The very first wedding I ever photographed in India was a TamBrahm, or in its full name; a Tamil Brahmin wedding. This was back at the end of 2007 when I started working on my book on Indian weddings. I had no idea what I was going to see. I had no clue the wedding would take four hours and include so many items going into the fire. I ended up shooting the entire thing. Every little svaha and every small offering could have been THE most important thing and I could not afford to miss it.
Sidarth and Laura’s wedding in Mahabalipuram was not the second TamBrahm wedding I have covered. There were a few since 2007, but this one was special. In the time when weddings become more of a production and less about people, this wedding was simple, traditional and real.
We all gathered at the Raddisson Blue Temple Bay in Mahabalipuram (now called Mamallapuram). I came a day early so had some time to go scouting the little town for locations for the couple shoot. Mamallapuram, dating back to the Tamil Pallava dynasty in the 7th-9th century, is really a tourist town. Sitting on the eastern coast of India just south of Chennai it has many attractions and although I usually try to stay away from temples and archeological structures in my photos, I felt it would be a must this time. The families came all the way from the US and a little bit of the location would be fantastic in the pictures. I did a little online search and knew I was going to shoot at the Krishna’s Butterball and Arjuna’s Penance bas-relief which, carved straight out of granite, are among the oldest existing examples of Dravidian (South Indian) architecture.
The first day events were held at the hotel but the wedding was to take place at the 8th century Thiruvidandai temple. This temple is widely believed to bestow good luck to those wishing to get married, and help remove obstacles that prevent marriages. What I absolutely loved about this wedding was that it was one that I rarely get to see anymore. No extra decor was applied. Even the plastic chairs at the temple where not dressed up since “this is the real India” as Sidarth’s mother told me. We had idli vada on banana leaves for breakfast. Fantastic. It was only one of the pundits holding his white Pablet throughout the wedding and making a video of the entire ceremony who reminded me that we are at the 21st century.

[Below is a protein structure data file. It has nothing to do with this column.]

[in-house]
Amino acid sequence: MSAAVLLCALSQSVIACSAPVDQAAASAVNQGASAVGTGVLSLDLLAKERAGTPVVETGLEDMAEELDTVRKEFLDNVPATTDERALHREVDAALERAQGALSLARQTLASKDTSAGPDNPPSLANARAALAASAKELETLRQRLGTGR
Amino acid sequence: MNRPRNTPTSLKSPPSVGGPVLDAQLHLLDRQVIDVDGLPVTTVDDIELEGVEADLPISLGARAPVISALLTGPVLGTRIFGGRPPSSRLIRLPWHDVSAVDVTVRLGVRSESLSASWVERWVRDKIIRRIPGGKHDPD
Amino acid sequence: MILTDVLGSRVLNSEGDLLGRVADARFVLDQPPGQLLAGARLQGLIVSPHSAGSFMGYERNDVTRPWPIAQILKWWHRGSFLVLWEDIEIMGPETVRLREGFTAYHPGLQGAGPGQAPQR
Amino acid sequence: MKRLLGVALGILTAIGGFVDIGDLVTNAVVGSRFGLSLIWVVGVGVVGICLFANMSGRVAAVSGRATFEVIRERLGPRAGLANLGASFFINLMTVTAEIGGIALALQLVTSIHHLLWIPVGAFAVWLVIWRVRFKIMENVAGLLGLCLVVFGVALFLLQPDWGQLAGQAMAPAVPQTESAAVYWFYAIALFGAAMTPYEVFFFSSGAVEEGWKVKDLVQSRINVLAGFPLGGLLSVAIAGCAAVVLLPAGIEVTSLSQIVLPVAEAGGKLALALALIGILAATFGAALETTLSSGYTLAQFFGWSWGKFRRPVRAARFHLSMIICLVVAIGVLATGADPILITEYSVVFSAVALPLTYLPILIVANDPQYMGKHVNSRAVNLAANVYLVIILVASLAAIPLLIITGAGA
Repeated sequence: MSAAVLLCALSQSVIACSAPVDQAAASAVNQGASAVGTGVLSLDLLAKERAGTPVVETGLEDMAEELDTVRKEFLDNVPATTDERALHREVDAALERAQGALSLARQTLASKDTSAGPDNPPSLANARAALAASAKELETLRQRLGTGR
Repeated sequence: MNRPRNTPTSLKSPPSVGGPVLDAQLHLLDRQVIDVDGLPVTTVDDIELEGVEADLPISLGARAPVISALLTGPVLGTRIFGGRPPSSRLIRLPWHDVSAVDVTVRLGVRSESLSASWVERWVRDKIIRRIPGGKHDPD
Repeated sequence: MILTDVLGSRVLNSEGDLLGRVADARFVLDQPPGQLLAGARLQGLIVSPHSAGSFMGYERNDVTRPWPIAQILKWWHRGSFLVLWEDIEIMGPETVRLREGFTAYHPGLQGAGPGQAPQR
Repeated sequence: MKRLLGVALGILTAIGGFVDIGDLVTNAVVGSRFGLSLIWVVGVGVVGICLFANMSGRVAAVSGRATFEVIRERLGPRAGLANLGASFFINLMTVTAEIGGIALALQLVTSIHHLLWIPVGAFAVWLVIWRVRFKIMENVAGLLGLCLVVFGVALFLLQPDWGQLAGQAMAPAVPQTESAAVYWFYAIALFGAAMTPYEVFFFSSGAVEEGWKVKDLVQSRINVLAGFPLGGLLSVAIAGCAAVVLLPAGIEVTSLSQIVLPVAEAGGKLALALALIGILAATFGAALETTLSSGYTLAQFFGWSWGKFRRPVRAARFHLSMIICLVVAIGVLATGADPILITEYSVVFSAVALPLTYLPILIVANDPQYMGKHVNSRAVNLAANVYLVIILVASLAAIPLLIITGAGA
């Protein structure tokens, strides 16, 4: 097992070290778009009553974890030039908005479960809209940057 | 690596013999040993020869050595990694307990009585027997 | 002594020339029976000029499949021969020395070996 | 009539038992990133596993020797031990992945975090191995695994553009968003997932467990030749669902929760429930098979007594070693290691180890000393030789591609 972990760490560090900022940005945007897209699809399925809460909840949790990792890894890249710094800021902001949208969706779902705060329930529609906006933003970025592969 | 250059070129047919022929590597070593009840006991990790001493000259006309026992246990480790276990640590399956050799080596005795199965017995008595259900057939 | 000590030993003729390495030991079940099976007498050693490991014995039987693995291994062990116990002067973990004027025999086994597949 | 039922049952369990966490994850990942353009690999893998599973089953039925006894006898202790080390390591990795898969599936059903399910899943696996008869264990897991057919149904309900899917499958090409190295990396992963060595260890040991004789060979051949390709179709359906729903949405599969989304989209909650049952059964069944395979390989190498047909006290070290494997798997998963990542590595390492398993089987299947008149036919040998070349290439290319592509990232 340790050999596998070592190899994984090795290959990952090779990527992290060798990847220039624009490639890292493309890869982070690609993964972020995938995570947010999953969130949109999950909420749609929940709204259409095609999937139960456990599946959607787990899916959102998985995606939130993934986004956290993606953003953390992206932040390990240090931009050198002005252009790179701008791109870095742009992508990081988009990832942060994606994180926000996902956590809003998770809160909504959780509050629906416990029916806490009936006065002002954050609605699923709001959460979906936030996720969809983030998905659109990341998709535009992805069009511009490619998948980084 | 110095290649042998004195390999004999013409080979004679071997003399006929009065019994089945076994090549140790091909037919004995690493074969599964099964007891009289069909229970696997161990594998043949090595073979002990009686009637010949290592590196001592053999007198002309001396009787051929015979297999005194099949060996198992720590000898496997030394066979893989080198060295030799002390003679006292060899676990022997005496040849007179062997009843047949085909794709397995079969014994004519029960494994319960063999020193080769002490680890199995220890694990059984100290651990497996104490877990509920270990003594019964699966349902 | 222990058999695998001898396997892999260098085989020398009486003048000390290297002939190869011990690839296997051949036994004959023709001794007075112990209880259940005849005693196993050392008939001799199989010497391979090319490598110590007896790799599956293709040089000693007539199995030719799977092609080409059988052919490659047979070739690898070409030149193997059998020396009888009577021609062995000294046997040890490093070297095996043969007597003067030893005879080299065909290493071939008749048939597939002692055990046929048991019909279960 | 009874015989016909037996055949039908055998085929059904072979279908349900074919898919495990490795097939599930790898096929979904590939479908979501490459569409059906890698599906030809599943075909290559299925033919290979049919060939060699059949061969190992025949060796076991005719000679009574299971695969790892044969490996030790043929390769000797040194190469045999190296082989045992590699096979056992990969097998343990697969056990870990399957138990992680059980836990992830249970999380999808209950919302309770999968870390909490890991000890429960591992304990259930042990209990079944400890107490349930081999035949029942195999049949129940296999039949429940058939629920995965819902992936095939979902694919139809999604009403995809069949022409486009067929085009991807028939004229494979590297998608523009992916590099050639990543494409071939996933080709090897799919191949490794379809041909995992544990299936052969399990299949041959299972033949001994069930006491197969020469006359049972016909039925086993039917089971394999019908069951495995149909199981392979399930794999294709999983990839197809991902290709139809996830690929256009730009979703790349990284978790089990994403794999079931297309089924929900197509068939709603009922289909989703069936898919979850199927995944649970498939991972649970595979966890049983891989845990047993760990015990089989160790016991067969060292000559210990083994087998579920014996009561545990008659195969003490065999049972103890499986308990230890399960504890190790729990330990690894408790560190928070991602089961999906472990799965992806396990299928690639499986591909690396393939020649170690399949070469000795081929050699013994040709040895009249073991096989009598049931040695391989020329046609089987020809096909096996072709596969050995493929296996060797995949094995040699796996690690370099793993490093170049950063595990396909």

The TamBrahm Indian Wedding
No one was really concerned when the groom, for the first time in his life, put on the 8 yards Dhoti and declared he decides not to get married and go over to the Holi City of Kasi (Varanasi), and be an ascetic. I think he was easily convinced to come back and marry Laura. I personally find this tradition called Kasi Yathrai (Pilgrimage to Varanasi/Kasi) to be one of the most beautiful aspects of the Tamil Brahmin wedding.
After the wedding was over we all headed into Chennai for a proper Tamil brahmin vegetarian lunch. Definitely one of the best food one can get in India. I could not stop thinking of the amazing gift Laura and Sidarth gave to all the guests who came from the US. Not a lavish show or production but a true glimpse into India and its culture. A wedding that very few outside visitors get to see. A beautiful and authentic side of India.
Guys, it was amazing.